How Amaranth Could Be Affecting Your Blood Pressure

Plenty of foods around us contain one important, but at times, over-consumed ingredient. From fast food to steak, and more, it certainly feels like sodium is everywhere. 

When you consume too much salt, it forces your heart to pump harder. In turn, this puts your blood vessels at risk of long-term damage. Consuming this food over a long period of time can cause the onset of strokes and heart disease. According to the U.S. Food and Drug Administration, as much as 90% of Americans regularly consume more than the recommended daily serving of salt, and 40% have high blood pressure. While sodium is an important part of our diets, it's something to be wary of. The good news? There may be something you can do to help the level of your intake. 

Fortunately, there are several things you can do to lower and maintain healthy blood pressure. Even better, one of these changes has to do with introducing a versatile new breakfast item — amaranth.

Heart health starts with breakfast

If you've never heard of amaranth, you aren't alone. Amaranth is technically a seed, but most people treat it as a grain. It resembles sesame seeds and can be added to smoothies, soups, and chili; but you can also grind it into flour and use it in pancakes, muffins, cakes, or whatever your heart desires. Amaranth is similar to quinoa, but with more protein and a nuttier flavor.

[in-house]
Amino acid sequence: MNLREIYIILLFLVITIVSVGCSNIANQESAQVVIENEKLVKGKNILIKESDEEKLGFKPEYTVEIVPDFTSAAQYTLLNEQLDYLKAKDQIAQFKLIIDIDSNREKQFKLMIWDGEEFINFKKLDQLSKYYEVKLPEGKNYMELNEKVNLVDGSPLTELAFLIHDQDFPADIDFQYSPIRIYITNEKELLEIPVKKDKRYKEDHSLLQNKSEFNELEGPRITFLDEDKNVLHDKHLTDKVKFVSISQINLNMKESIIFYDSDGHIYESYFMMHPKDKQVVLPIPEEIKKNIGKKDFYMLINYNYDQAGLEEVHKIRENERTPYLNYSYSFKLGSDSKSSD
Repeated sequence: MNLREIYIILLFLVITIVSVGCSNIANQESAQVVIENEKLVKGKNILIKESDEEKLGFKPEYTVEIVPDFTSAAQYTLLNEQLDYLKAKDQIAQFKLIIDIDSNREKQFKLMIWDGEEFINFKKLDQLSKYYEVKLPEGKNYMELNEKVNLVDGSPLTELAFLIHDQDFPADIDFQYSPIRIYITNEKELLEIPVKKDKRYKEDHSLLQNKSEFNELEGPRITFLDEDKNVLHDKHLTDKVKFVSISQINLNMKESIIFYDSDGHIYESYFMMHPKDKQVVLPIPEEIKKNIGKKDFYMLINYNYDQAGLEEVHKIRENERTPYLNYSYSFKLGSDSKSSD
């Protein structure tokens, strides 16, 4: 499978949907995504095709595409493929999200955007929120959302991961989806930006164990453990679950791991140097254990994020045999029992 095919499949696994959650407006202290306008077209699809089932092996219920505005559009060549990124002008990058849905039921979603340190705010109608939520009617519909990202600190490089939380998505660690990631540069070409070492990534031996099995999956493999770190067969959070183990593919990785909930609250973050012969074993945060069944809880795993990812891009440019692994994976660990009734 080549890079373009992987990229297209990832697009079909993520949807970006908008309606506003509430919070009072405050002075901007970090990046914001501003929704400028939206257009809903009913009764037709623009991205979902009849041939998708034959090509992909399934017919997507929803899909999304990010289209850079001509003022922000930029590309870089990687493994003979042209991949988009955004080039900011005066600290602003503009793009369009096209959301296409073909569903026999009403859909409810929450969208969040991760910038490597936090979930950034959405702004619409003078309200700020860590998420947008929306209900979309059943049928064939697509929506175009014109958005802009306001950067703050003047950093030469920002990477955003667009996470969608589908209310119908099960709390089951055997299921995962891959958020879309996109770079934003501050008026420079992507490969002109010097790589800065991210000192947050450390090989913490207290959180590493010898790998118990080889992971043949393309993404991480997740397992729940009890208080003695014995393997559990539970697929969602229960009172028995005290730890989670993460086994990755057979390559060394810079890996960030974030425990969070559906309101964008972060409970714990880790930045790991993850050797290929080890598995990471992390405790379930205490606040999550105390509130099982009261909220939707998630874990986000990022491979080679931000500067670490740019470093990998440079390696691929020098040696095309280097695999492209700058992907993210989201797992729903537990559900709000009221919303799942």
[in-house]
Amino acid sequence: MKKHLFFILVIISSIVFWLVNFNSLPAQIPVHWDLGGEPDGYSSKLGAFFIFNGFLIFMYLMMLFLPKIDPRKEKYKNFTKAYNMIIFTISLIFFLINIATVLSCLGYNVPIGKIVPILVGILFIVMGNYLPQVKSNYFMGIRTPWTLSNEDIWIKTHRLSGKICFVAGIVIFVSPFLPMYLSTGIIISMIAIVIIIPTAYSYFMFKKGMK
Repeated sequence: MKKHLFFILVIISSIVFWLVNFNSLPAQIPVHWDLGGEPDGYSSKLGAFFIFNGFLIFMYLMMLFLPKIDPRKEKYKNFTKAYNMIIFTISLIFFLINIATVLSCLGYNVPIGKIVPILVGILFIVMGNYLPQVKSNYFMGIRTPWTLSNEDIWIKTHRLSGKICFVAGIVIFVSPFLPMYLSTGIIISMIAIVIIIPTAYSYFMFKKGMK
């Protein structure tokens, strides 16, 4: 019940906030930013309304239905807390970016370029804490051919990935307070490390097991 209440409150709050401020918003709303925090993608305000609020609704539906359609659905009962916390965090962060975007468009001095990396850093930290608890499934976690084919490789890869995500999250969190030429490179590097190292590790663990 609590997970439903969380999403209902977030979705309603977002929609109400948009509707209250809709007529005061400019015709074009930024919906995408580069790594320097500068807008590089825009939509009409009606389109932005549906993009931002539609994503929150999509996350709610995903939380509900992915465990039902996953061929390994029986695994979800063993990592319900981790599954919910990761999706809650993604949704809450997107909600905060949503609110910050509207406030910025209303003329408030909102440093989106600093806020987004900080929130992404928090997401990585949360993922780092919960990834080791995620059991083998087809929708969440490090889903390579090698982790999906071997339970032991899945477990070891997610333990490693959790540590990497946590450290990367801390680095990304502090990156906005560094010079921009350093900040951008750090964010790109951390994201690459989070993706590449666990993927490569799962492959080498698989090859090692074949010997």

But how exactly does amaranth help with blood pressure? Eat This, Not That says a cup of amaranth contains 38% of your daily magnesium. Magnesium helps relax your blood vessels which in turn relieves pressure. Amaranth is also rich in fiber and further positively affects blood pressure when consumed in the right amount.

Because amaranth is so versatile, the possibilities are endless. Try an amaranth porridge with bananas (another blood-pressure-lowering food), an amaranth pudding, or even an amaranth polenta (via Food & Wine). You can also cook amaranth leaves, as you would spinach, or use them as microgreens in your next salad.